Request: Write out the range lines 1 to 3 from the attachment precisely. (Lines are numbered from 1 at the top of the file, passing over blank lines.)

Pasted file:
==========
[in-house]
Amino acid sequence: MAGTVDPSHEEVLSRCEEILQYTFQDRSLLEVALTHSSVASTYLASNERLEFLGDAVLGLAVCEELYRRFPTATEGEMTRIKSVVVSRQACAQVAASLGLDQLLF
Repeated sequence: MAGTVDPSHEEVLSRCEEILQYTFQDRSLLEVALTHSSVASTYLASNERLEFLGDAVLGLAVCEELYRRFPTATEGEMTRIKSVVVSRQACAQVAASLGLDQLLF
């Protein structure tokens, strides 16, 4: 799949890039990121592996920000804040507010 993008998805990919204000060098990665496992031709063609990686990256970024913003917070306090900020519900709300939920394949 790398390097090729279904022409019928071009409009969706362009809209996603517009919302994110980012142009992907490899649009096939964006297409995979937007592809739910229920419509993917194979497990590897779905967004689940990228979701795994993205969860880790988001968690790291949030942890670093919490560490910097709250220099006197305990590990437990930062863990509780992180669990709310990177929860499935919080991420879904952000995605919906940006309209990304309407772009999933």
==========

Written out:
[in-house]
Amino acid sequence: MAGTVDPSHEEVLSRCEEILQYTFQDRSLLEVALTHSSVASTYLASNERLEFLGDAVLGLAVCEELYRRFPTATEGEMTRIKSVVVSRQACAQVAASLGLDQLLF
Repeated sequence: MAGTVDPSHEEVLSRCEEILQYTFQDRSLLEVALTHSSVASTYLASNERLEFLGDAVLGLAVCEELYRRFPTATEGEMTRIKSVVVSRQACAQVAASLGLDQLLF